But probably not.


        • anon says:

          In UK company law, the Board of Directors has ultimate “financial and legal responsibility” for the company. Admittedly, the Board would ordinarily delegate day-to-day operations to a CEO, Treasurer, and a team of administrators, but the Board is required to scrutinise these operations, and would be held liable in the event of malfeasance being discovered. And the Board would be expected to take a proactive role in the strategic development of the company.

          In many UK orchestras, there are players on Boards of Directors and other boards that DO “carry actual financial and legal responsibility” for the orchestra.

          A notable example is the LSO:


          Several members of their Board of Directors, including the Chair, ARE players.

      • MWnyc says:

        One would suppose it’s because you get beyond a certain number of participants and it stops being a set of conversations and starts being a series of lectures or panel discussions.

  • Alviano says:

    Now, now, let go of your pearls. It’s not diversity training.

  • Peter says:

    “My Orchestra is in crisis and doesn’t have much money” ” Neither does mine” “OK, let’s have a beer then”.

    • V. Lind says:

      Or maybe “how are we going to manage when halls can never be more than half-filled? And union rules prohibit any change in musicians’ contracts?”

  • Will says:

    ‘It’s getting quite a bit of resentment from the other ranks’

    = One person mouthing off about it on Twitter.

    Almost every organisation has a professional development budget which can (or should be) accessed by any member of staff. It would be unwise to think that CEO’s don’t need any such training and development opportunities – learning shouldn’t stop at a certain level.

    • anon says:

      …but £500+VAT for a ‘retreat’ that starts at 1pm on Thursday and finishes at 4pm on Friday. At best, that is one-and-a-half working days. You might expect to pay that sort of money for a masterclass/workshop day with a top soloist (try getting money from a “development budget” for that!), but not for a discussion forum. If anyone other than a CEO or principal conductor tried to apply to the “development budget” for something so extravagent, they would not be taken seriously. Based on what is included in that price (the ‘retreat’ itself, meals, and 1 night B&B), I would say that around £100 would be a more appropriate level of expenditure, especially in view of the fact that the hosting organisation, Britten-Pears Arts, is an ‘associate’ ABO member (so they should be offering something close to their in-house rate).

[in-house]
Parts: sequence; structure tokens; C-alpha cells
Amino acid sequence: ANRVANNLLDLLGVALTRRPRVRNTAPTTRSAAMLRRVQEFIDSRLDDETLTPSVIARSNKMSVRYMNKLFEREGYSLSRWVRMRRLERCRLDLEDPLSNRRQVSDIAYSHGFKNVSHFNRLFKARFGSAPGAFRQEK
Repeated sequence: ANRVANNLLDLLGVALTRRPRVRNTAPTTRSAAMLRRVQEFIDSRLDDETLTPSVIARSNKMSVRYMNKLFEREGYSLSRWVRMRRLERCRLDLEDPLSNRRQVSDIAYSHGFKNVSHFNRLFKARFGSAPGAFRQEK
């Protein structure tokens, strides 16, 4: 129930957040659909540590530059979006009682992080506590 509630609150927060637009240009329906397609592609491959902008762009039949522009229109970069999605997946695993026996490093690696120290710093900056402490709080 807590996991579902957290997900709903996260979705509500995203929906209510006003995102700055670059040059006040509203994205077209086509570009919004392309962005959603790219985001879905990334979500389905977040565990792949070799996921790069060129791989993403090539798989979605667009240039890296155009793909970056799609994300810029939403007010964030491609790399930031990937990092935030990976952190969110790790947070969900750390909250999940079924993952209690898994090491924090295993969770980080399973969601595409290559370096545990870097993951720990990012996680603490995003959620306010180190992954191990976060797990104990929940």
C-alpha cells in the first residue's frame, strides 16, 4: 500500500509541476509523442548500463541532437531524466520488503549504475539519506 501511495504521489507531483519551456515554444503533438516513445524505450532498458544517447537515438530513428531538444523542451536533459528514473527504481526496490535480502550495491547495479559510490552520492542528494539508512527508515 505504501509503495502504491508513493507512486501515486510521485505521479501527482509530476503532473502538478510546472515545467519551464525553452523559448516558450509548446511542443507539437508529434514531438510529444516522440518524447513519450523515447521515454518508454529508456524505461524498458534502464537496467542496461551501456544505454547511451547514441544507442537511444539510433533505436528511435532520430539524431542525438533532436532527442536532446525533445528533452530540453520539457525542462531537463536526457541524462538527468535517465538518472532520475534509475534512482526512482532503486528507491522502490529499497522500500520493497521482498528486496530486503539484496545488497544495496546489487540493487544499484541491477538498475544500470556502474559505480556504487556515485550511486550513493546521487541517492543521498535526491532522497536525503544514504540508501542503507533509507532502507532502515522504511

Keep in mind that none of these figures includes the cost of travelling to/from a village in east Suffolk without a regular bus service (as if CEOs would be seen on a local bus anyway). Will the ‘retreat’ organise a minibus from the nearest railway station, I wonder, or will the delegates get separate taxis? Or perhaps they will drive their private cars from all over the country and get reimbursed at the standard HMRC-approved mileage rate of 40p/mile (given that the advert encourages delegates to consider staying on for a weekend holiday after the ‘retreat’, and the fact that there will be a partial rail closure on the London-Ipswich railway line on the Sunday, some delegates will doubtless decide that getting public transport is just too much hassle)?